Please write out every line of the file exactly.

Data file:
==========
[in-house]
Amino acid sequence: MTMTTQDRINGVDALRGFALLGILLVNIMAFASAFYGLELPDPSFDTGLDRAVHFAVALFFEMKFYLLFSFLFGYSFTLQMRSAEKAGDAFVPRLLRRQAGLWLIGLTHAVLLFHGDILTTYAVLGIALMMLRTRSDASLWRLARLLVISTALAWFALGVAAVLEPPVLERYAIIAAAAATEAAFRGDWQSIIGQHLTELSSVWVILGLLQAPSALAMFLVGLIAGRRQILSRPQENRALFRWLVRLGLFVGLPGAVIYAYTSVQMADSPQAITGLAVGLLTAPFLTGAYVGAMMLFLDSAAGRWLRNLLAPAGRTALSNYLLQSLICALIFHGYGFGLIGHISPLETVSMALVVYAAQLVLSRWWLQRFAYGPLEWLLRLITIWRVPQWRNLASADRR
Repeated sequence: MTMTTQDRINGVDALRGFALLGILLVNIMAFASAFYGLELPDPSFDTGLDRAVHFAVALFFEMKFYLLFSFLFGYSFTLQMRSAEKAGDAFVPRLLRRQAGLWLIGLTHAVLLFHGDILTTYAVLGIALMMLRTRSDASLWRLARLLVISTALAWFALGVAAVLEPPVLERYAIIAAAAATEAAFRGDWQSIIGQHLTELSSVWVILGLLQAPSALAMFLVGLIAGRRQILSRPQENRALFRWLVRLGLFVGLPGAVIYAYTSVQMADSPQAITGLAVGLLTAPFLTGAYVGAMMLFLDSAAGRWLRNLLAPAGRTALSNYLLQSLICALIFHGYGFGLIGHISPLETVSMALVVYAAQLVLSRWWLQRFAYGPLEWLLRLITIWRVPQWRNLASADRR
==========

[in-house]
Amino acid sequence: MTMTTQDRINGVDALRGFALLGILLVNIMAFASAFYGLELPDPSFDTGLDRAVHFAVALFFEMKFYLLFSFLFGYSFTLQMRSAEKAGDAFVPRLLRRQAGLWLIGLTHAVLLFHGDILTTYAVLGIALMMLRTRSDASLWRLARLLVISTALAWFALGVAAVLEPPVLERYAIIAAAAATEAAFRGDWQSIIGQHLTELSSVWVILGLLQAPSALAMFLVGLIAGRRQILSRPQENRALFRWLVRLGLFVGLPGAVIYAYTSVQMADSPQAITGLAVGLLTAPFLTGAYVGAMMLFLDSAAGRWLRNLLAPAGRTALSNYLLQSLICALIFHGYGFGLIGHISPLETVSMALVVYAAQLVLSRWWLQRFAYGPLEWLLRLITIWRVPQWRNLASADRR
Repeated sequence: MTMTTQDRINGVDALRGFALLGILLVNIMAFASAFYGLELPDPSFDTGLDRAVHFAVALFFEMKFYLLFSFLFGYSFTLQMRSAEKAGDAFVPRLLRRQAGLWLIGLTHAVLLFHGDILTTYAVLGIALMMLRTRSDASLWRLARLLVISTALAWFALGVAAVLEPPVLERYAIIAAAAATEAAFRGDWQSIIGQHLTELSSVWVILGLLQAPSALAMFLVGLIAGRRQILSRPQENRALFRWLVRLGLFVGLPGAVIYAYTSVQMADSPQAITGLAVGLLTAPFLTGAYVGAMMLFLDSAAGRWLRNLLAPAGRTALSNYLLQSLICALIFHGYGFGLIGHISPLETVSMALVVYAAQLVLSRWWLQRFAYGPLEWLLRLITIWRVPQWRNLASADRR